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Training scheme launches to boost opportunities for visually impaired creatives

Amelia Cavallo, a visually impaired aerialist, artist and academic during R&D for Flight Paths Amelia Cavallo, a visually impaired aerialist, artist and academic during R&D for Flight Paths
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A new training programme has been launched for visually impaired creatives aimed at addressing the “lack of accessible routes into theatre”.

Pathways is a four-year-long programme led by Extant, a company led by visually impaired artists.

It incorporates three strands, with the first being a training programme for about 10 visually impaired people every year. The first year of the scheme will focus on performers, with subsequent years to include writers and directors.

Eight actors have been selected for the first cohort, which will involve monthly workshops focusing on craft, drama school applications and industry-related topics, as well as mentoring sessions, culminating in a showcase performance at RADA in London on April 3, 2019.

The second strand of Pathways will be the provision of visually impaired awareness training for theatre companies and training organisations to help them understand how they can work with visually impaired artists.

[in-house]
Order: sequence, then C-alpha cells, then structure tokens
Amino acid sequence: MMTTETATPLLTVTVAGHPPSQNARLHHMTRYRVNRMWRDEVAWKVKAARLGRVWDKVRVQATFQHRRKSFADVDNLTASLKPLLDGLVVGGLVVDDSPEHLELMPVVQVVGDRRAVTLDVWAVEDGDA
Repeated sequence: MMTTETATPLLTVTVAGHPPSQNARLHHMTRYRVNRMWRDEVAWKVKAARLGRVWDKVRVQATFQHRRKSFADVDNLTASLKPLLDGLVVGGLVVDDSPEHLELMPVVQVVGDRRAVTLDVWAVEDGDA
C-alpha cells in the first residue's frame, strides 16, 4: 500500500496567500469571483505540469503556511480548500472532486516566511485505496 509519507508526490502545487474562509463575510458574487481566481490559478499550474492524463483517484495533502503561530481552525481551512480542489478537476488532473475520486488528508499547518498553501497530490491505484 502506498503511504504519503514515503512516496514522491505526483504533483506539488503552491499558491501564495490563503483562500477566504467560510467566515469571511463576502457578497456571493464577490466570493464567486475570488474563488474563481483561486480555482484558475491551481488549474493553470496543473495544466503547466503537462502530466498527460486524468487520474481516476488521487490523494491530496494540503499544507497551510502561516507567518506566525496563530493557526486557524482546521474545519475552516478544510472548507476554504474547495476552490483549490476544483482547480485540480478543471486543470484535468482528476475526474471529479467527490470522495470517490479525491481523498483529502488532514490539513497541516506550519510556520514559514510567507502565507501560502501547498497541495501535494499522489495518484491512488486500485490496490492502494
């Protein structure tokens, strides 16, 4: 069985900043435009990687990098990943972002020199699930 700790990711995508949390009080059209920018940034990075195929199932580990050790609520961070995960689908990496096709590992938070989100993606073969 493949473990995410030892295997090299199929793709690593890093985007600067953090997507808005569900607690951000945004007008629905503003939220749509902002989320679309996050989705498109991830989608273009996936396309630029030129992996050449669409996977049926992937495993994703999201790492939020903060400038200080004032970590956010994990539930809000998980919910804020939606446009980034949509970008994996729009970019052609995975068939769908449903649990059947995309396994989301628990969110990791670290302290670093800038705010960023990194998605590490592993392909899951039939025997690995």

Strand three of Pathways will be a series of round table discussions with industry figures with the aim of improving access for visually impaired artists.

In addition, Extant plans to release findings on the accessibility of mainstream training opportunities for visually impaired people.

Artistic director and chief executive of Extant Maria Oshodi said: “There is a lack of outreach to visually impaired people applying for professional training from institutions, as well a lack of support and accessibility for visually impaired people in the application process.

“There is also an issue of visually impaired actors auditioning for visually impaired characters but these roles then going to non-disabled actors, which leads to a lack of role models in the profession, sending out a message to visually impaired people that it can’t be done.

“Through Pathways, we hope to debunking some of the myths that  foster fear among theatre professionals unused to working with visually impaired people.”

Pathways has received funding from Arts Council England, the Leathersellers’ Company and the Thomas Pocklington Trust as well as support from the Academy of Live and Recorded Arts, Guildhall School of Music and Drama, RADA and Royal Central School of Speech and Drama.

Pathways is having a public launch event at the National Theatre’s John Lyons Education Studio at 11.15am on October 9.

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